Here's a date
to mark in your calendar: December 23, 2003. That's when theBeagle 2, the lander of the European Space Agency's Mars Express Mission, willseparate from Mars Express, parachute through the thin atmosphere, and touchdown on the Red Planet. Expected to be launched in May, the 34-kg lander willcarry a highly integrated package of environmental sensors, cameras,microphones, spectrometers, sample collection systems and communicationsgear. The key instruments will analyze soil samples, rock and the atmosphere toseek signs of past or present life. To ensure the success of the mission, theseextremely sensitive instruments will have to reach their target — an area in thenorthern hemisphere — with only a gentle impact. To accomplish this, the landermust deploy gas-filled bags at exactly the right altitude to cushion its contact withthe surface. The gas bags, which will wrap themselves around the lander, will befired by a device called a Radar Altimeter Trigger developed by Roke ManorResearch (RMR), a UK-based business owned by Siemens. This 400-gram sensorcan measure distances to within less than 13 centimeters at an altitude of up to100 meters above the surface. What’s more, it functions even under the planet’smost adverseatmospheric conditions. RMR’s radar sensor was selected for thismission by the European Space Agency (ESA) because of the Siemensresearchers’ expertise and experience in the field of sensor technology.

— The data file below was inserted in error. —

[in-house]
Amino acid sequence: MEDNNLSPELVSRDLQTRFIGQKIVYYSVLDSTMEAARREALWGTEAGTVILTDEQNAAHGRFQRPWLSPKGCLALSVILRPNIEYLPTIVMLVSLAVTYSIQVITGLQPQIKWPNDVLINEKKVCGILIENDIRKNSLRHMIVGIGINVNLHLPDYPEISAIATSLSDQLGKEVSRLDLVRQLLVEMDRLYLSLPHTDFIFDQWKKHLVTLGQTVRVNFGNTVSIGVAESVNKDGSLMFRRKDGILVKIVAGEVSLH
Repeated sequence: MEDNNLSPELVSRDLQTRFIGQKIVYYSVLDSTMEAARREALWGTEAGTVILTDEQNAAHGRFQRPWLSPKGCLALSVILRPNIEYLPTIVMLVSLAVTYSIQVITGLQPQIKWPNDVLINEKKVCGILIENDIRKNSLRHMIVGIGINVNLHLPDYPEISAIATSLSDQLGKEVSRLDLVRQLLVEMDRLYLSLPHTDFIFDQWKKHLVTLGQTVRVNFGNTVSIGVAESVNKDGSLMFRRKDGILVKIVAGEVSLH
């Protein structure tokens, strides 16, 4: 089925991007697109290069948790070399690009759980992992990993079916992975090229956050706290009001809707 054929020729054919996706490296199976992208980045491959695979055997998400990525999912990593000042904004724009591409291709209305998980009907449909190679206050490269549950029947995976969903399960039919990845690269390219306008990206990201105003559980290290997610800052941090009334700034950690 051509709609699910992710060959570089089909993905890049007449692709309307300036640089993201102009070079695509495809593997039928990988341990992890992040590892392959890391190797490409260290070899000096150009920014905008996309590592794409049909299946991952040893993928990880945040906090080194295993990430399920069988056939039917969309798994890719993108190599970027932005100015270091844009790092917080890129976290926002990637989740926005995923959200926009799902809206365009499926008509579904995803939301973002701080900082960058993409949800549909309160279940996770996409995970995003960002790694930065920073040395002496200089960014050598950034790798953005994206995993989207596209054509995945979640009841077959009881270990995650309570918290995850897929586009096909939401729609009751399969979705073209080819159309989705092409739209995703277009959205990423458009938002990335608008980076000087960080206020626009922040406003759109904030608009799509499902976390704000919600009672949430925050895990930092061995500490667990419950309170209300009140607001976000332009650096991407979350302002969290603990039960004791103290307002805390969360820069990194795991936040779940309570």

At CeBIT 2003
, Siemens engineerspresented a cell phone that doubles as avirtual mouse. A camera built into theback of the phone tracks the motions ofa stylus held behind the phone,interpreting the image of the stylus tipas a mouse pointer, which appears as ared dot on the phone’s large-formatcolor display. The red dot movessynchronously with any movement ofthe stylus. The pointer can be used toselect numbers or to input graphic sym-bols. The virtual mouse can also be usedto play games that could not be imple-mented on cell phones until now.